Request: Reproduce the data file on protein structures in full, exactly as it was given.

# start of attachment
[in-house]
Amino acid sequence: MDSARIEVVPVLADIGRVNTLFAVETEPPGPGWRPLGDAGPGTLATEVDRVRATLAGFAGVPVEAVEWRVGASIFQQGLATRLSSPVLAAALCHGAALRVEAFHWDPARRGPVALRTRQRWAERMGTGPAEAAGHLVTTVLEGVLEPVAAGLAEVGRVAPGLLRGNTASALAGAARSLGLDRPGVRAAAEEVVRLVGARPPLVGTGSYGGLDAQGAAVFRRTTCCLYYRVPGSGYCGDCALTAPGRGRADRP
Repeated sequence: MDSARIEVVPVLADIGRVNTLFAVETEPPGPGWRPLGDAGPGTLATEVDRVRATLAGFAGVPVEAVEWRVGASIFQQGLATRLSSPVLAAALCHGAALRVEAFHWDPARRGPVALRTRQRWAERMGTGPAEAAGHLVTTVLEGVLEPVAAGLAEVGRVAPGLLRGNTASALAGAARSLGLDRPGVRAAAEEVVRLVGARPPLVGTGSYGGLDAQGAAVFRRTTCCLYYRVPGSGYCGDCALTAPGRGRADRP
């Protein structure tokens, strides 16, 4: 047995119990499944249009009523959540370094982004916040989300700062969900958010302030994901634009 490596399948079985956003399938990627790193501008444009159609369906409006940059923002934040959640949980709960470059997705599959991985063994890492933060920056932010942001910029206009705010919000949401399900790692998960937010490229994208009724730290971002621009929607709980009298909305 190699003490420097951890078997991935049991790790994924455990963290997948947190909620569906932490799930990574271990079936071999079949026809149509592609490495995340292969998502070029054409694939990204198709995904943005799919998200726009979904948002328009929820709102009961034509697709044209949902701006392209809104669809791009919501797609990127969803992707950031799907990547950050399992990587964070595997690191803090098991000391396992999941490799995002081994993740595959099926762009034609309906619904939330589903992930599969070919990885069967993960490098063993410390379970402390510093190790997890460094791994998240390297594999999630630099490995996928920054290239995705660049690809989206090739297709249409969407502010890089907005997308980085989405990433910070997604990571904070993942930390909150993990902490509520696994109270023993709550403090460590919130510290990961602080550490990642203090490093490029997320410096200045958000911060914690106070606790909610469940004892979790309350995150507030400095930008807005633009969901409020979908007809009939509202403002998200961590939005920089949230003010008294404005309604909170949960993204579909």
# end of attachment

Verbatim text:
[in-house]
Amino acid sequence: MDSARIEVVPVLADIGRVNTLFAVETEPPGPGWRPLGDAGPGTLATEVDRVRATLAGFAGVPVEAVEWRVGASIFQQGLATRLSSPVLAAALCHGAALRVEAFHWDPARRGPVALRTRQRWAERMGTGPAEAAGHLVTTVLEGVLEPVAAGLAEVGRVAPGLLRGNTASALAGAARSLGLDRPGVRAAAEEVVRLVGARPPLVGTGSYGGLDAQGAAVFRRTTCCLYYRVPGSGYCGDCALTAPGRGRADRP
Repeated sequence: MDSARIEVVPVLADIGRVNTLFAVETEPPGPGWRPLGDAGPGTLATEVDRVRATLAGFAGVPVEAVEWRVGASIFQQGLATRLSSPVLAAALCHGAALRVEAFHWDPARRGPVALRTRQRWAERMGTGPAEAAGHLVTTVLEGVLEPVAAGLAEVGRVAPGLLRGNTASALAGAARSLGLDRPGVRAAAEEVVRLVGARPPLVGTGSYGGLDAQGAAVFRRTTCCLYYRVPGSGYCGDCALTAPGRGRADRP
């Protein structure tokens, strides 16, 4: 047995119990499944249009009523959540370094982004916040989300700062969900958010302030994901634009 490596399948079985956003399938990627790193501008444009159609369906409006940059923002934040959640949980709960470059997705599959991985063994890492933060920056932010942001910029206009705010919000949401399900790692998960937010490229994208009724730290971002621009929607709980009298909305 190699003490420097951890078997991935049991790790994924455990963290997948947190909620569906932490799930990574271990079936071999079949026809149509592609490495995340292969998502070029054409694939990204198709995904943005799919998200726009979904948002328009929820709102009961034509697709044209949902701006392209809104669809791009919501797609990127969803992707950031799907990547950050399992990587964070595997690191803090098991000391396992999941490799995002081994993740595959099926762009034609309906619904939330589903992930599969070919990885069967993960490098063993410390379970402390510093190790997890460094791994998240390297594999999630630099490995996928920054290239995705660049690809989206090739297709249409969407502010890089907005997308980085989405990433910070997604990571904070993942930390909150993990902490509520696994109270023993709550403090460590919130510290990961602080550490990642203090490093490029997320410096200045958000911060914690106070606790909610469940004892979790309350995150507030400095930008807005633009969901409020979908007809009939509202403002998200961590939005920089949230003010008294404005309604909170949960993204579909």